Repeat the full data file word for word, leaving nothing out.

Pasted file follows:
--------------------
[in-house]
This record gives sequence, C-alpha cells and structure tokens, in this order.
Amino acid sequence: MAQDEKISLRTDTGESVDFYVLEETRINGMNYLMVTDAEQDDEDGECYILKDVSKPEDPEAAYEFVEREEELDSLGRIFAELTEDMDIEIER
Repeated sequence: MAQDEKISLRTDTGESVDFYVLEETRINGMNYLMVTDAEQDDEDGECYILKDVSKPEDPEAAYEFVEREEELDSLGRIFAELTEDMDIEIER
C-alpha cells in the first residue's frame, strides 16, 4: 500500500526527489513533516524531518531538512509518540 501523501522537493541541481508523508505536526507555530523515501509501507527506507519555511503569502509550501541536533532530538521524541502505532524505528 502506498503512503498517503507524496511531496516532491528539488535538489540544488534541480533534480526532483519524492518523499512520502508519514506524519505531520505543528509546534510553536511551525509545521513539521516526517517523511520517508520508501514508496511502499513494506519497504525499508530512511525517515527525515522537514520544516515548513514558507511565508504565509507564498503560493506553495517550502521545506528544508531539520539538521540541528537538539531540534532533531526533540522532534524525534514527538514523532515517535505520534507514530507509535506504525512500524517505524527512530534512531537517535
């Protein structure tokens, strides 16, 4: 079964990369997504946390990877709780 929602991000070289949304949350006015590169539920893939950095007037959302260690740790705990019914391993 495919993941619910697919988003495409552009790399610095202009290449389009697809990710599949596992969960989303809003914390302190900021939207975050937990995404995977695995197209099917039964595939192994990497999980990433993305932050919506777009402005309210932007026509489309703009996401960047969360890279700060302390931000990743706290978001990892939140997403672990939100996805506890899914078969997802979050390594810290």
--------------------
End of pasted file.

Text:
[in-house]
This record gives sequence, C-alpha cells and structure tokens, in this order.
Amino acid sequence: MAQDEKISLRTDTGESVDFYVLEETRINGMNYLMVTDAEQDDEDGECYILKDVSKPEDPEAAYEFVEREEELDSLGRIFAELTEDMDIEIER
Repeated sequence: MAQDEKISLRTDTGESVDFYVLEETRINGMNYLMVTDAEQDDEDGECYILKDVSKPEDPEAAYEFVEREEELDSLGRIFAELTEDMDIEIER
C-alpha cells in the first residue's frame, strides 16, 4: 500500500526527489513533516524531518531538512509518540 501523501522537493541541481508523508505536526507555530523515501509501507527506507519555511503569502509550501541536533532530538521524541502505532524505528 502506498503512503498517503507524496511531496516532491528539488535538489540544488534541480533534480526532483519524492518523499512520502508519514506524519505531520505543528509546534510553536511551525509545521513539521516526517517523511520517508520508501514508496511502499513494506519497504525499508530512511525517515527525515522537514520544516515548513514558507511565508504565509507564498503560493506553495517550502521545506528544508531539520539538521540541528537538539531540534532533531526533540522532534524525534514527538514523532515517535505520534507514530507509535506504525512500524517505524527512530534512531537517535
């Protein structure tokens, strides 16, 4: 079964990369997504946390990877709780 929602991000070289949304949350006015590169539920893939950095007037959302260690740790705990019914391993 495919993941619910697919988003495409552009790399610095202009290449389009697809990710599949596992969960989303809003914390302190900021939207975050937990995404995977695995197209099917039964595939192994990497999980990433993305932050919506777009402005309210932007026509489309703009996401960047969360890279700060302390931000990743706290978001990892939140997403672990939100996805506890899914078969997802979050390594810290």